Fort Mill may soon need new schools, which means another bond referendum could be held as early as March.
The Fort Mill school district is considering a referendum to finance two new elementary schools and a sixth middle school. The borrowing could reach more than $200 million, but planning is in the early stages, district officials say.
In May 2015, voters approved a $226 million Fort Mill school bond package.
The district opened its fifth middle school, Pleasant Knoll Middle School, in August, as part of that bond. Catawba Ridge High School, Fort Mill’s third high school, is scheduled to open in 2019 off Fort Mill Parkway.
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The Fort Mill school board selected board members during their Tuesday meeting who will serve on a referendum subcommittee for the newest bond program. Board members, along with key members of the community, will discuss moving forward with a referendum and what projects should be included.
Fort Mill school administrators brought a recommendation to the board at a Sept. 25 retreat.
The recommended bond package, which the board has not yet approved and may change, officials stressed, includes the new schools, the purchase of 20 school buses, large maintenance projects throughout the district, land purchases for future school sites and technology needs, said Jim Britton with Cumming Corp., a Fort Mill-based construction management company.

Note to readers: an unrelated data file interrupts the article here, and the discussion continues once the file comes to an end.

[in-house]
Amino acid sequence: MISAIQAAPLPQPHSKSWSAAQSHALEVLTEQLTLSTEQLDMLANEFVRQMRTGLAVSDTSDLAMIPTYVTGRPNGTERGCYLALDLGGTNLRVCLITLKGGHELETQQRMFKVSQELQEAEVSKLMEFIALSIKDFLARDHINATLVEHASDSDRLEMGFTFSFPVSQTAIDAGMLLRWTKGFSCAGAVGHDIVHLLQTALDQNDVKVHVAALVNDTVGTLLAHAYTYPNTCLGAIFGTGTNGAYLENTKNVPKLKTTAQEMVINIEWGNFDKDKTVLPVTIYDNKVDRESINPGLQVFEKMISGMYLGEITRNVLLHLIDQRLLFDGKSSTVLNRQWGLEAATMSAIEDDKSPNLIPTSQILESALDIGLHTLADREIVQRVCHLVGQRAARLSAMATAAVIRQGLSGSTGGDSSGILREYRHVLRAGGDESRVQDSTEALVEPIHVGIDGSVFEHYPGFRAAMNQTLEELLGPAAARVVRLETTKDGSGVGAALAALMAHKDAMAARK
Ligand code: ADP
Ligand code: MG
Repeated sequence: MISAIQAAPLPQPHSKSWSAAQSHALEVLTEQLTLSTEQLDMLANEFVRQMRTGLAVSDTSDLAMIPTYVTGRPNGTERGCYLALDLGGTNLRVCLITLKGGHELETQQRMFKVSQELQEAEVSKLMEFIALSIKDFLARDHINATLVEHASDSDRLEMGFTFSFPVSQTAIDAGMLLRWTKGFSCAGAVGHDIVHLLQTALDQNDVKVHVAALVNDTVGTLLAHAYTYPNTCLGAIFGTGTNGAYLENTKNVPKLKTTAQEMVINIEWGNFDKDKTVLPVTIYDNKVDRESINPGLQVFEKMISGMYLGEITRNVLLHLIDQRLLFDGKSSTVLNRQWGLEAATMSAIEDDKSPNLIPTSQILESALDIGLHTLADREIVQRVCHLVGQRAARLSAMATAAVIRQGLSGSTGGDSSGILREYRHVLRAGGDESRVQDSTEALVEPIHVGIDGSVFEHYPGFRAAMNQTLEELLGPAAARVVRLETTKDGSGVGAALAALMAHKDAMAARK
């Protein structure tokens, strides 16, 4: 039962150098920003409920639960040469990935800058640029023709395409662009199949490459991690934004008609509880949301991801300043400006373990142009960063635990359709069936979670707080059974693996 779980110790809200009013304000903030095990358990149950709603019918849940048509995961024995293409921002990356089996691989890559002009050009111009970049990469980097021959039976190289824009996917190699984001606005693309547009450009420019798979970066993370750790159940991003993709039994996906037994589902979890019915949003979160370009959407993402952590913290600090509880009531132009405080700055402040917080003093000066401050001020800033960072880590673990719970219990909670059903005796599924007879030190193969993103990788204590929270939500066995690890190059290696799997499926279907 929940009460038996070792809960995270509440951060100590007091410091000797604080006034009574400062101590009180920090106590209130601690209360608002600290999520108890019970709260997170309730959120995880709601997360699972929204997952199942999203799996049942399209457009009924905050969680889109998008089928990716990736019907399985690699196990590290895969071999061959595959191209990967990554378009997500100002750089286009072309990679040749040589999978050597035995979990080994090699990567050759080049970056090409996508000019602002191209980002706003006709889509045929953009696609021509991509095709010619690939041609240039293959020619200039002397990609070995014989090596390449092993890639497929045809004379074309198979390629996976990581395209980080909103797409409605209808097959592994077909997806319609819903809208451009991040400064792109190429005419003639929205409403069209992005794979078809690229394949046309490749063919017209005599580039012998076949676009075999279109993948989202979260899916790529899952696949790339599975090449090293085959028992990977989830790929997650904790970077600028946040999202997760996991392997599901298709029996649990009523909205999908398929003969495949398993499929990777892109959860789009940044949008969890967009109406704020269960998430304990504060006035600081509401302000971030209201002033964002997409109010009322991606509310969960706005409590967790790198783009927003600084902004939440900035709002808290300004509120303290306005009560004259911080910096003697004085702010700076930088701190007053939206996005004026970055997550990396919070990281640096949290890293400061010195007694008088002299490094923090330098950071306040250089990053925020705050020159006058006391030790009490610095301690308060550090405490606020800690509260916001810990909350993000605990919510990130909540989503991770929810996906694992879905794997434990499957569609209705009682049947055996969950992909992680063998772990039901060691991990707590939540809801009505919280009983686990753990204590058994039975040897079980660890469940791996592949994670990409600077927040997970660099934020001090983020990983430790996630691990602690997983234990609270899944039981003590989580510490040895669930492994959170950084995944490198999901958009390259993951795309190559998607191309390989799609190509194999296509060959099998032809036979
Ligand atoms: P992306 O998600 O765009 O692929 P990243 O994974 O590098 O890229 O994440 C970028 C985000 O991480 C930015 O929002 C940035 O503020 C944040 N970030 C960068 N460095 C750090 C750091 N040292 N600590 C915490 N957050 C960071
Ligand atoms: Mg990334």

The talk of new schools comes amid rapid growth throughout the district.
The district had 14, 955 students as of the 10th day of school this year, Britton said.
Earlier this year, Fort Mill had to freeze new student enrollment at Doby’s Bridge Elementary School, which opened four years ago, and at Gold Hill Elementary School.
More than 12,000 new single-family and multi-family units may be coming to the Fort Mill school district in the next 10 years, said Dale Holden, the district's outside consultant. They include units in the City of Tega Cay, Town of Fort Mill and York County.
The units include those that have been approved or permitted, but have not yet been built and those that have started the building process, Holden said. Many are on schedule to start in 2017 through 2020.
Based on projections, the district is expected to exceed capacity for elementary students in 2020 and for middle school enrollment in 2021, Britton said. Over the next decade, the district will need to open three more elementary schools, with the first available for the 2020-21 school year, Britton said.
The company also recommends the district open two more middle schools in the next 10 years, with the first available in 2021.
A new high school is not in the district’s immediate future based on current numbers, Britton said.
Amanda Harris: 803-329-4082